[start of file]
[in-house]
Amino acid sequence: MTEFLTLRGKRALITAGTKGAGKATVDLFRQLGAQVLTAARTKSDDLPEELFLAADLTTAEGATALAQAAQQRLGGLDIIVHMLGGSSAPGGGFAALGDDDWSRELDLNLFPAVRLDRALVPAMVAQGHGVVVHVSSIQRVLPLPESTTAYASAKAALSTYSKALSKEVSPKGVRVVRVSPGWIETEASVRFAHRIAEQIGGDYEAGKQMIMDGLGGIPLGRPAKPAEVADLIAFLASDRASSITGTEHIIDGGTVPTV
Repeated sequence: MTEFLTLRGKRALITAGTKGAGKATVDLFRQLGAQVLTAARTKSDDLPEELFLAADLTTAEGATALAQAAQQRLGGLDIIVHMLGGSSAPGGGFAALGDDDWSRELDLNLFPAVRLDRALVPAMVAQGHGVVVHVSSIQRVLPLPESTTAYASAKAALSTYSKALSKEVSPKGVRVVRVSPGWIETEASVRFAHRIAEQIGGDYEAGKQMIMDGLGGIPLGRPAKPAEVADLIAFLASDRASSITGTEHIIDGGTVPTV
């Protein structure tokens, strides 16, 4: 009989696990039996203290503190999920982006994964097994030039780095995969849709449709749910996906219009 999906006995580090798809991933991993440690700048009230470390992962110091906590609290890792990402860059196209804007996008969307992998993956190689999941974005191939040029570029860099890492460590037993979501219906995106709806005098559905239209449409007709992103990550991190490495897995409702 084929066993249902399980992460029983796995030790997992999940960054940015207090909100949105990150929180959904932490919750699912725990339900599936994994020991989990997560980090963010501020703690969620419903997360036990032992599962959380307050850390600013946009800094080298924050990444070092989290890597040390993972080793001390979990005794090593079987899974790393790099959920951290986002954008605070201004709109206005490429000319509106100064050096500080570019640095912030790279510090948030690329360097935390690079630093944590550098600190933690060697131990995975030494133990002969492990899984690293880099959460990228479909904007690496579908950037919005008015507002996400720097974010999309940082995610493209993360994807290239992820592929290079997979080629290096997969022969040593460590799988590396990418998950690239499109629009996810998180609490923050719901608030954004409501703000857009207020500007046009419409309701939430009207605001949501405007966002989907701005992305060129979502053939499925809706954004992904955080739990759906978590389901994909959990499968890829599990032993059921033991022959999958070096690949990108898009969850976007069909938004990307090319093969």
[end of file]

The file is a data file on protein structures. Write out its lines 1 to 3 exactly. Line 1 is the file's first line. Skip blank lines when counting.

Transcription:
[in-house]
Amino acid sequence: MTEFLTLRGKRALITAGTKGAGKATVDLFRQLGAQVLTAARTKSDDLPEELFLAADLTTAEGATALAQAAQQRLGGLDIIVHMLGGSSAPGGGFAALGDDDWSRELDLNLFPAVRLDRALVPAMVAQGHGVVVHVSSIQRVLPLPESTTAYASAKAALSTYSKALSKEVSPKGVRVVRVSPGWIETEASVRFAHRIAEQIGGDYEAGKQMIMDGLGGIPLGRPAKPAEVADLIAFLASDRASSITGTEHIIDGGTVPTV
Repeated sequence: MTEFLTLRGKRALITAGTKGAGKATVDLFRQLGAQVLTAARTKSDDLPEELFLAADLTTAEGATALAQAAQQRLGGLDIIVHMLGGSSAPGGGFAALGDDDWSRELDLNLFPAVRLDRALVPAMVAQGHGVVVHVSSIQRVLPLPESTTAYASAKAALSTYSKALSKEVSPKGVRVVRVSPGWIETEASVRFAHRIAEQIGGDYEAGKQMIMDGLGGIPLGRPAKPAEVADLIAFLASDRASSITGTEHIIDGGTVPTV